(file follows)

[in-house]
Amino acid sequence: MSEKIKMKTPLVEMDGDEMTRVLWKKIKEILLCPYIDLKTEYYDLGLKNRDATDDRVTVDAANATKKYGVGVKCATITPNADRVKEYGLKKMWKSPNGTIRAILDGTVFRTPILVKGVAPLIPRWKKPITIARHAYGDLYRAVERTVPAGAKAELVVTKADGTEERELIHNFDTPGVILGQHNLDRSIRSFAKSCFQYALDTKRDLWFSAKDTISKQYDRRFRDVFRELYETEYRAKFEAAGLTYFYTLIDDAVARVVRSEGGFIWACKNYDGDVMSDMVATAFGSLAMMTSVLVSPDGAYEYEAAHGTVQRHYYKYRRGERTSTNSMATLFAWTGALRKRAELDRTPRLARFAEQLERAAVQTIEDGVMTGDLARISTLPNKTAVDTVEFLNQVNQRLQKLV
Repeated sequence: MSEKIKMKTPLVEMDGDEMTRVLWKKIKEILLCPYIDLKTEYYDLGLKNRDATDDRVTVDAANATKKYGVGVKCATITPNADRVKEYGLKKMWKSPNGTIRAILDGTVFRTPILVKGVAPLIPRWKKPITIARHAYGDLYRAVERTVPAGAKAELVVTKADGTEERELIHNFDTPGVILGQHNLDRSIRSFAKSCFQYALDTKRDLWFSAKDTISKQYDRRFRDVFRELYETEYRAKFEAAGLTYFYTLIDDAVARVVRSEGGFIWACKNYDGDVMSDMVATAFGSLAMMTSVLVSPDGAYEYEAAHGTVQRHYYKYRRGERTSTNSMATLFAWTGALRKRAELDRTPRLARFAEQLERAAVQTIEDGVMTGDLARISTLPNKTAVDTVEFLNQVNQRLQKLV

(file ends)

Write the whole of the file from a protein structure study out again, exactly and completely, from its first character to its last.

[in-house]
Amino acid sequence: MSEKIKMKTPLVEMDGDEMTRVLWKKIKEILLCPYIDLKTEYYDLGLKNRDATDDRVTVDAANATKKYGVGVKCATITPNADRVKEYGLKKMWKSPNGTIRAILDGTVFRTPILVKGVAPLIPRWKKPITIARHAYGDLYRAVERTVPAGAKAELVVTKADGTEERELIHNFDTPGVILGQHNLDRSIRSFAKSCFQYALDTKRDLWFSAKDTISKQYDRRFRDVFRELYETEYRAKFEAAGLTYFYTLIDDAVARVVRSEGGFIWACKNYDGDVMSDMVATAFGSLAMMTSVLVSPDGAYEYEAAHGTVQRHYYKYRRGERTSTNSMATLFAWTGALRKRAELDRTPRLARFAEQLERAAVQTIEDGVMTGDLARISTLPNKTAVDTVEFLNQVNQRLQKLV
Repeated sequence: MSEKIKMKTPLVEMDGDEMTRVLWKKIKEILLCPYIDLKTEYYDLGLKNRDATDDRVTVDAANATKKYGVGVKCATITPNADRVKEYGLKKMWKSPNGTIRAILDGTVFRTPILVKGVAPLIPRWKKPITIARHAYGDLYRAVERTVPAGAKAELVVTKADGTEERELIHNFDTPGVILGQHNLDRSIRSFAKSCFQYALDTKRDLWFSAKDTISKQYDRRFRDVFRELYETEYRAKFEAAGLTYFYTLIDDAVARVVRSEGGFIWACKNYDGDVMSDMVATAFGSLAMMTSVLVSPDGAYEYEAAHGTVQRHYYKYRRGERTSTNSMATLFAWTGALRKRAELDRTPRLARFAEQLERAAVQTIEDGVMTGDLARISTLPNKTAVDTVEFLNQVNQRLQKLV